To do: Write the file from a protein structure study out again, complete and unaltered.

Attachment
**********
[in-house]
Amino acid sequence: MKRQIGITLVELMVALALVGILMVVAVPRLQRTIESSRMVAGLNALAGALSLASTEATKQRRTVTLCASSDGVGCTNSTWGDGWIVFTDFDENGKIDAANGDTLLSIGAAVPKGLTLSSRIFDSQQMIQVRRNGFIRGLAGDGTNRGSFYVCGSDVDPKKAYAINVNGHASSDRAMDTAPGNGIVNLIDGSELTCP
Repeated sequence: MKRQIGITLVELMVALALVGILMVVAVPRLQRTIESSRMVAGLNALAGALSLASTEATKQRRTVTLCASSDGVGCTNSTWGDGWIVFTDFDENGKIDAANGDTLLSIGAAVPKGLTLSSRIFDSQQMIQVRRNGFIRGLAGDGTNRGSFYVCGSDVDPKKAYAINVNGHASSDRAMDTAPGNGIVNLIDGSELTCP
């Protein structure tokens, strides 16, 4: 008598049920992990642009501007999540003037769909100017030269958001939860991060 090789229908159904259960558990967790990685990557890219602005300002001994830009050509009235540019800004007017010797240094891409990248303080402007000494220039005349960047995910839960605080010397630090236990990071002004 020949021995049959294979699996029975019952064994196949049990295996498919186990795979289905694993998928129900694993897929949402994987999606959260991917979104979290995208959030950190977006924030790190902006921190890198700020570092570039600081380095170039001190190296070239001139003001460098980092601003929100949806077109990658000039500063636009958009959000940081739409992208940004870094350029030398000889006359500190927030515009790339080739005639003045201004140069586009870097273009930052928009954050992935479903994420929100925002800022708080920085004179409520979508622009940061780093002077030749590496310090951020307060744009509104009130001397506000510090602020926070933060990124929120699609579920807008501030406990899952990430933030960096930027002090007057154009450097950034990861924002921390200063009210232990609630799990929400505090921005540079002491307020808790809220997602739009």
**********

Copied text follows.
[in-house]
Amino acid sequence: MKRQIGITLVELMVALALVGILMVVAVPRLQRTIESSRMVAGLNALAGALSLASTEATKQRRTVTLCASSDGVGCTNSTWGDGWIVFTDFDENGKIDAANGDTLLSIGAAVPKGLTLSSRIFDSQQMIQVRRNGFIRGLAGDGTNRGSFYVCGSDVDPKKAYAINVNGHASSDRAMDTAPGNGIVNLIDGSELTCP
Repeated sequence: MKRQIGITLVELMVALALVGILMVVAVPRLQRTIESSRMVAGLNALAGALSLASTEATKQRRTVTLCASSDGVGCTNSTWGDGWIVFTDFDENGKIDAANGDTLLSIGAAVPKGLTLSSRIFDSQQMIQVRRNGFIRGLAGDGTNRGSFYVCGSDVDPKKAYAINVNGHASSDRAMDTAPGNGIVNLIDGSELTCP
């Protein structure tokens, strides 16, 4: 008598049920992990642009501007999540003037769909100017030269958001939860991060 090789229908159904259960558990967790990685990557890219602005300002001994830009050509009235540019800004007017010797240094891409990248303080402007000494220039005349960047995910839960605080010397630090236990990071002004 020949021995049959294979699996029975019952064994196949049990295996498919186990795979289905694993998928129900694993897929949402994987999606959260991917979104979290995208959030950190977006924030790190902006921190890198700020570092570039600081380095170039001190190296070239001139003001460098980092601003929100949806077109990658000039500063636009958009959000940081739409992208940004870094350029030398000889006359500190927030515009790339080739005639003045201004140069586009870097273009930052928009954050992935479903994420929100925002800022708080920085004179409520979508622009940061780093002077030749590496310090951020307060744009509104009130001397506000510090602020926070933060990124929120699609579920807008501030406990899952990430933030960096930027002090007057154009450097950034990861924002921390200063009210232990609630799990929400505090921005540079002491307020808790809220997602739009």